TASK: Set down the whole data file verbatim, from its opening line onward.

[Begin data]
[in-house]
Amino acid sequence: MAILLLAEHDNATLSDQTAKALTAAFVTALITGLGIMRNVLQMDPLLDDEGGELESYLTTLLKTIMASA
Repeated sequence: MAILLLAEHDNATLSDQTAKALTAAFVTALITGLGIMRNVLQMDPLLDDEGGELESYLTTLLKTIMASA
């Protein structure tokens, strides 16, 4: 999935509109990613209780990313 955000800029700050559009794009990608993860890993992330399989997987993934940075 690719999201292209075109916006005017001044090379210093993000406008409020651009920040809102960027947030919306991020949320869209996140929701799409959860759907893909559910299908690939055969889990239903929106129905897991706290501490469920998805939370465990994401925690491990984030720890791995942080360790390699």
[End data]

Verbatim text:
[in-house]
Amino acid sequence: MAILLLAEHDNATLSDQTAKALTAAFVTALITGLGIMRNVLQMDPLLDDEGGELESYLTTLLKTIMASA
Repeated sequence: MAILLLAEHDNATLSDQTAKALTAAFVTALITGLGIMRNVLQMDPLLDDEGGELESYLTTLLKTIMASA
């Protein structure tokens, strides 16, 4: 999935509109990613209780990313 955000800029700050559009794009990608993860890993992330399989997987993934940075 690719999201292209075109916006005017001044090379210093993000406008409020651009920040809102960027947030919306991020949320869209996140929701799409959860759907893909559910299908690939055969889990239903929106129905897991706290501490469920998805939370465990994401925690491990984030720890791995942080360790390699």